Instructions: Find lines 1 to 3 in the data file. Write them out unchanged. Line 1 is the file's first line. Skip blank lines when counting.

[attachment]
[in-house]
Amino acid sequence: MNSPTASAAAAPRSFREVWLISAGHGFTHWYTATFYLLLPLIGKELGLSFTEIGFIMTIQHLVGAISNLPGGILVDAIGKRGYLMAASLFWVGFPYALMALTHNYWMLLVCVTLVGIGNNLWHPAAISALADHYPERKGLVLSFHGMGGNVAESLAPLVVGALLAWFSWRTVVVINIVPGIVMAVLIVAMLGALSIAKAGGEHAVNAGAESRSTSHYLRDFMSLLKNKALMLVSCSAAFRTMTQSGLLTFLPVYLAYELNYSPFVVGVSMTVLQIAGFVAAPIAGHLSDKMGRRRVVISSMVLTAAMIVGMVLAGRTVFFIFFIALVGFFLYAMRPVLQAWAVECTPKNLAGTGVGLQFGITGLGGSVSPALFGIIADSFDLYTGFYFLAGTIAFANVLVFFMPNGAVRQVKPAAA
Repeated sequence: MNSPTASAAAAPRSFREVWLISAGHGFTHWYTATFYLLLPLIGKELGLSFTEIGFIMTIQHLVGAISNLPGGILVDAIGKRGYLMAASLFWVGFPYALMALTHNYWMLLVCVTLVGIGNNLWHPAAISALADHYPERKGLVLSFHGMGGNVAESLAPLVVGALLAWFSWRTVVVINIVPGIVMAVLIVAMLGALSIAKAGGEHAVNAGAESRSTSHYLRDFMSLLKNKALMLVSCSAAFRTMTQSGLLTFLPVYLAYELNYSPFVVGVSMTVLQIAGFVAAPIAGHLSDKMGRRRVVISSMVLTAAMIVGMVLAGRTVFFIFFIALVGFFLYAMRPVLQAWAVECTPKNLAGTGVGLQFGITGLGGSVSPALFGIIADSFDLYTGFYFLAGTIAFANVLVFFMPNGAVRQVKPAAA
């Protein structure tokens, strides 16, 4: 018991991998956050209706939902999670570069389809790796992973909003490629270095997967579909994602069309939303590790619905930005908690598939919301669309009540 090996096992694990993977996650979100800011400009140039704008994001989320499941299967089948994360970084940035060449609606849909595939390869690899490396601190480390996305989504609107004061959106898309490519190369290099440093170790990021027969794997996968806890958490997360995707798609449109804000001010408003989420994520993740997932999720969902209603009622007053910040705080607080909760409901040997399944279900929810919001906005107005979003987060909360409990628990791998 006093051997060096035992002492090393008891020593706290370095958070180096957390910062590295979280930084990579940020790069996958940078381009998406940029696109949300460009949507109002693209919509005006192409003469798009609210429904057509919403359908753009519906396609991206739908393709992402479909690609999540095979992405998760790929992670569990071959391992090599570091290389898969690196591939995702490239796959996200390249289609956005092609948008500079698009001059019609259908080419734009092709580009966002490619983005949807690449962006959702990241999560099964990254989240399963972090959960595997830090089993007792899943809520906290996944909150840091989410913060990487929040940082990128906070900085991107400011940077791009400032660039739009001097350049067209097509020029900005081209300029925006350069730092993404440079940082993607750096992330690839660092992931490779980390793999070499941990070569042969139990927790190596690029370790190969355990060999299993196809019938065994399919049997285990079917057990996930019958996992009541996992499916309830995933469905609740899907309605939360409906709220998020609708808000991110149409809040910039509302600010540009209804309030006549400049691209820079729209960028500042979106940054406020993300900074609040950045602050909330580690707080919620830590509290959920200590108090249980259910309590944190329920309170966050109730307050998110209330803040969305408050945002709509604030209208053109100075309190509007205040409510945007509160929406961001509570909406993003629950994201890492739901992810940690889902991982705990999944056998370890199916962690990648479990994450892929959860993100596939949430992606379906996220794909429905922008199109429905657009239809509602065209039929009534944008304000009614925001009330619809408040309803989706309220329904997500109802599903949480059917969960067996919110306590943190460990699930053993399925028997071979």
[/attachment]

[in-house]
Amino acid sequence: MNSPTASAAAAPRSFREVWLISAGHGFTHWYTATFYLLLPLIGKELGLSFTEIGFIMTIQHLVGAISNLPGGILVDAIGKRGYLMAASLFWVGFPYALMALTHNYWMLLVCVTLVGIGNNLWHPAAISALADHYPERKGLVLSFHGMGGNVAESLAPLVVGALLAWFSWRTVVVINIVPGIVMAVLIVAMLGALSIAKAGGEHAVNAGAESRSTSHYLRDFMSLLKNKALMLVSCSAAFRTMTQSGLLTFLPVYLAYELNYSPFVVGVSMTVLQIAGFVAAPIAGHLSDKMGRRRVVISSMVLTAAMIVGMVLAGRTVFFIFFIALVGFFLYAMRPVLQAWAVECTPKNLAGTGVGLQFGITGLGGSVSPALFGIIADSFDLYTGFYFLAGTIAFANVLVFFMPNGAVRQVKPAAA
Repeated sequence: MNSPTASAAAAPRSFREVWLISAGHGFTHWYTATFYLLLPLIGKELGLSFTEIGFIMTIQHLVGAISNLPGGILVDAIGKRGYLMAASLFWVGFPYALMALTHNYWMLLVCVTLVGIGNNLWHPAAISALADHYPERKGLVLSFHGMGGNVAESLAPLVVGALLAWFSWRTVVVINIVPGIVMAVLIVAMLGALSIAKAGGEHAVNAGAESRSTSHYLRDFMSLLKNKALMLVSCSAAFRTMTQSGLLTFLPVYLAYELNYSPFVVGVSMTVLQIAGFVAAPIAGHLSDKMGRRRVVISSMVLTAAMIVGMVLAGRTVFFIFFIALVGFFLYAMRPVLQAWAVECTPKNLAGTGVGLQFGITGLGGSVSPALFGIIADSFDLYTGFYFLAGTIAFANVLVFFMPNGAVRQVKPAAA